Teaching Children How to Ward Off Bullies

The American Psychological Association’s definition of bullying includes the use of “aggressive behavior intended to cause distress or harm.” It can take on many forms, including teasing, name-calling, exclusion from a social group or activity, bullying regarding one’s identity (e.g. race, religion, sexual orientation, etc.), cyberbullying, as well as physical bullying.

The research on bullying shows that boys tend to report being physically bullied more than girls, while girls report social bullying (e.g. rumor spreading, etc.) more than boys. Either way, it is not specified to one social group and in fact, occurs across settings, as well as racial, religious and economic divides. About two-thirds of all secondary school students report experiencing bullying at some point.

The effect of bullying is vast; school avoidance, lowered self-esteem, increased rates of depression, anxiety, feelings of loneliness and thoughts of suicide. Bullying events continue to be linked to the occurence of several young people’s suicides globally.

Encourage your children to go to you, or to another trusted adult if they are ever being harassed or hurt by others. Ensure that they know adults are better equipped to deal with such problems. Listen to your child. If they are saying something’s happening in their life, more likely than not, it is and they are being affected. In handling the situation yourself, remain composed, mature and responsible, as you also want to be a model for your child on handling difficult situations.

Let children know that telling adults is not tattling and it is, in fact, the right thing to do! Fighting violence with violence won’t solve the problem. While children may be required to defend themself in the moment they are being bullied, once safe, they should tell an adult.

Remember the buddy-system, where you were paired with someone else in your class and told to look out for each other on field trips and other class activities? Similarly, children should be encouraged to develop and maintain friendships where each child looks out for the others. Bullies are less likely to target groups.

If it’s safe to do so, a child can stand up to a bully by telling them, in a calm voice to stop what they are doing and then walk away from the situation. By remaining calm, it will throw off the bully, whose main goal is to elicit an emotional response from the victim.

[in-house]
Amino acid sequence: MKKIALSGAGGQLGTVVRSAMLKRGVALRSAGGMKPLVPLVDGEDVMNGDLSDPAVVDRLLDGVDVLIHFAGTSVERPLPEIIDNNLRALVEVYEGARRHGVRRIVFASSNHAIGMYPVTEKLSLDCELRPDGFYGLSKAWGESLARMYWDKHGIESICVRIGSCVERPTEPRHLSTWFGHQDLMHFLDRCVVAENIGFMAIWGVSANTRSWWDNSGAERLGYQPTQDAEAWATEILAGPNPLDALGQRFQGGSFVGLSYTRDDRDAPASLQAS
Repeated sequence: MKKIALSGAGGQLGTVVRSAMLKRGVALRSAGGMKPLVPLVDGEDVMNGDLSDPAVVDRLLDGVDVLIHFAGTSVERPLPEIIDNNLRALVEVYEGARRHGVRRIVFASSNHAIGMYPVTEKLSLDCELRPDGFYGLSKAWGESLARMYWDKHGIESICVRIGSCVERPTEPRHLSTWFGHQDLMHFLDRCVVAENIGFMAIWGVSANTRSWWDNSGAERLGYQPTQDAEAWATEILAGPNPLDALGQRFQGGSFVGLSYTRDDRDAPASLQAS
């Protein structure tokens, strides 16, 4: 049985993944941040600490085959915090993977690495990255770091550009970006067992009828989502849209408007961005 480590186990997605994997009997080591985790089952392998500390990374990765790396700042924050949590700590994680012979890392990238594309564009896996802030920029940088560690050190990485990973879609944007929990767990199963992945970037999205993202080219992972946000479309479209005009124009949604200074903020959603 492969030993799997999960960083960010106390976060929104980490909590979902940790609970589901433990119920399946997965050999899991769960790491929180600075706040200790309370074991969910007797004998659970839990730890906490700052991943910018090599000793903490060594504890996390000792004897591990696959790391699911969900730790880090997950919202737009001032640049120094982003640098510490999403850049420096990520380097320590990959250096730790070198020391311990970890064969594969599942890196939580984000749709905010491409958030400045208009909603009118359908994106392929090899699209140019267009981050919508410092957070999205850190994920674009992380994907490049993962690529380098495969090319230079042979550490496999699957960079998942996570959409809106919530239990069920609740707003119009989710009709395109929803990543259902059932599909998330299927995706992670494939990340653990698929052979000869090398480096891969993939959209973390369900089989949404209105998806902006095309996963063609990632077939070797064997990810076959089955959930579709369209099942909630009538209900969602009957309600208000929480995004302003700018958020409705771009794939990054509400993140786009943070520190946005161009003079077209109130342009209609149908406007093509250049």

Kid Friendly Alert: Stop Bullying Now! A website for children and parents, courtesy U.S. Department of Health & Human Services. Includes animated short webisodes, games and advice.

Caregivers should ask their children’s schools to conduct comprehensive, school-wide bullying prevention programs, which have been shown, through research, to significantly reduce incidences of bullying. Some mental health, as well as law inforcement professionals are equipped with knowledge to carrying out such programs.

Read More: American Academy of Pediatrics: How can we help our child avoid being bullied?
Bullying: A Module for Teachers
Bullying: What Parents, Teachers Can Do To Stop It

Image: Salvatore Vuono / FreeDigitalPhotos.net

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About Traci S. Williams-Nurse

Dr. Traci Williams-Nurse is a licensed psychologist who specialized in child, adolescent and family psychology. Her interests include child development, family functioning, video games and food. She was born and raised in Trinidad & Tobago and currently lives in Atlanta, Georgia.
This entry was posted in Bullying, Friends, Racism, Religion, School, Social Skills, Violence and tagged . Bookmark the permalink.

3 Responses to Teaching Children How to Ward Off Bullies

  1. Quinn Smith says:

    All schools are likely to have some problem with bullying at one time or another. It is important that your child’s school takes steps to reduce and prevent bullying. Parents and families have an important part to play in helping schools deal with bullying. Parents can protect and support their children through such a difficult situation by recognizing the signs of bullying or victimization as soon as possible. I would like to share this link, about a service on how to protect children. Check this link, and you might find it interesting: https://safekidzone.com/

  2. Pingback: Scary Hallways and Chatrooms- Defining Bullying | Child Space

  3. Pingback: Scary Hallways and Chatrooms- Defining Bullying | Child Space | hotclubchatrooms.net

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